Hegemony-Disadvantage---Starter-Pack---Capitol

Hegemony-Disadvantage---Starter-Pack---Capitol - HEGEMONY...

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HEGEMONY DA            CAPITOL CLASSIC STARTER KIT  2k10
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HEGEMONY DA            CAPITOL CLASSIC STARTER KIT  2k10 1NC SHELL A.  UNIQUENESS U.S. HARD POWER IS AT ITS PEAK LIEBER  Prof of Government @ GEORGETOWN UNIVERSITY  2K10 Robert-; TAKING SIDES: CLASHING VIEWS IN AMERICAN FOREIGN POLICY, 2010, 41. In the realm of "     hard power     ," while the army and Marines have been      stretched      by the       wars in Iraq and Afghanistan, the fact is that      no other      country possesses anything like the       capacity of the United States to project power around the globe. American military technology and   sheer might      remain      unmatched      -- no other country can compete in the arenas of       land, sea, or air warfare. China claims that it spends $45 billion annually on defense, but the truth comes closer to three times that figure. Still, America's $625 billion defense budget      dwarfs        even that. The latter amounts to just 4.2 percent of GDP. This contrasts with 6.6 percent at the height of the Reagan buildup and double-digit percentages during the   early and middle years of the Cold War.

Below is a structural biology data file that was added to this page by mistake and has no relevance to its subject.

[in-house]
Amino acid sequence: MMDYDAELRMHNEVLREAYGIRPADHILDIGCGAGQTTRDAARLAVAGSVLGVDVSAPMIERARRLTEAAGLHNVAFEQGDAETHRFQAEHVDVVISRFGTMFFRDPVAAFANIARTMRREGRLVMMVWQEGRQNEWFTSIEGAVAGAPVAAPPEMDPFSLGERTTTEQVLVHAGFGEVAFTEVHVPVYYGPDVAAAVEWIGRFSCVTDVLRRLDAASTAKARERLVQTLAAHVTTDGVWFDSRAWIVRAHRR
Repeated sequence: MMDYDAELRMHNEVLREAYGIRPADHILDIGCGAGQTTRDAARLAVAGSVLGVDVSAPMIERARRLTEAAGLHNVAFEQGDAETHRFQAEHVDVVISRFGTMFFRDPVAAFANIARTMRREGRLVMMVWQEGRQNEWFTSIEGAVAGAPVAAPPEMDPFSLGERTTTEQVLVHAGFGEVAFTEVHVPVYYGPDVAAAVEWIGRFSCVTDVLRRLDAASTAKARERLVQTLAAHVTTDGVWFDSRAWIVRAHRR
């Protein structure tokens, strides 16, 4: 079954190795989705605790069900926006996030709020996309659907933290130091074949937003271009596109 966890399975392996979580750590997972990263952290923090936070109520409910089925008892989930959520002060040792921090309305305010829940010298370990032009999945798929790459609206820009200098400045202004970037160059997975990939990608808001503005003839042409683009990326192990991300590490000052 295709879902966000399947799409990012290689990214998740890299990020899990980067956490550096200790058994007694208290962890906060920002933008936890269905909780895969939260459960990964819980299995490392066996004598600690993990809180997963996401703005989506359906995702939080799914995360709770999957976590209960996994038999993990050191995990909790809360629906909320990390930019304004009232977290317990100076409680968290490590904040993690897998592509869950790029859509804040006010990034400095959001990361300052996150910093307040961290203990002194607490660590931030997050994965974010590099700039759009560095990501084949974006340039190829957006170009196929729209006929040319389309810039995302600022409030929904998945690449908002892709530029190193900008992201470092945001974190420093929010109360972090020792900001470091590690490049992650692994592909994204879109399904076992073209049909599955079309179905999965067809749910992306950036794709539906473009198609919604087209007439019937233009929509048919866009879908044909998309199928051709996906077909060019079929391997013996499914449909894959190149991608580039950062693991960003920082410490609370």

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HEGEMONY DA            CAPITOL CLASSIC STARTER KIT  2k10 1NC SHELL B.  LINK Military presence is CRITICAL to power-projection and hegemony – ALL potential crises require extended deployment of forces – empirically, operations without prolonged US military presence have been UTTER STRATEGIC FAILURES Kagan and O’Hanlon 2k7 Frederick W. Kagan is a resident scholar at AEI. Michael O'Hanlon is a senior fellow and Sydney Stein Jr. Chair in foreign policy studies at the Brookings Institution, 4/24/07, “The Case for Larger Ground Forces,” American Enterprise Institute for Public Policy Research, http://www.aei.org/docLib/20070424_Kagan20070424.pdf As we see, a quick review of some of the potential crises that might require the use of American military power turns up several that would demand the prolonged deployment of US forces as large as or larger than those currently in Iraq and Afghanistan, even on fairly optimistic assumptions . There are many other potential problems, including the challenges identified at the beginning of this section in Iran and North Korea . Iran, a country of nearly 70 million people, could well demand an American commitment of hundreds of thousands of soldiers in worst-case scenarios of regime collapse or regime change; force requirements of 200,000-300,000 are highly likely even in fairly optimistic scenarios for a war with Iran. The point of this assessment is not to advocate any particular approach to any of these problems.
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Hegemony-Disadvantage---Starter-Pack---Capitol - HEGEMONY...

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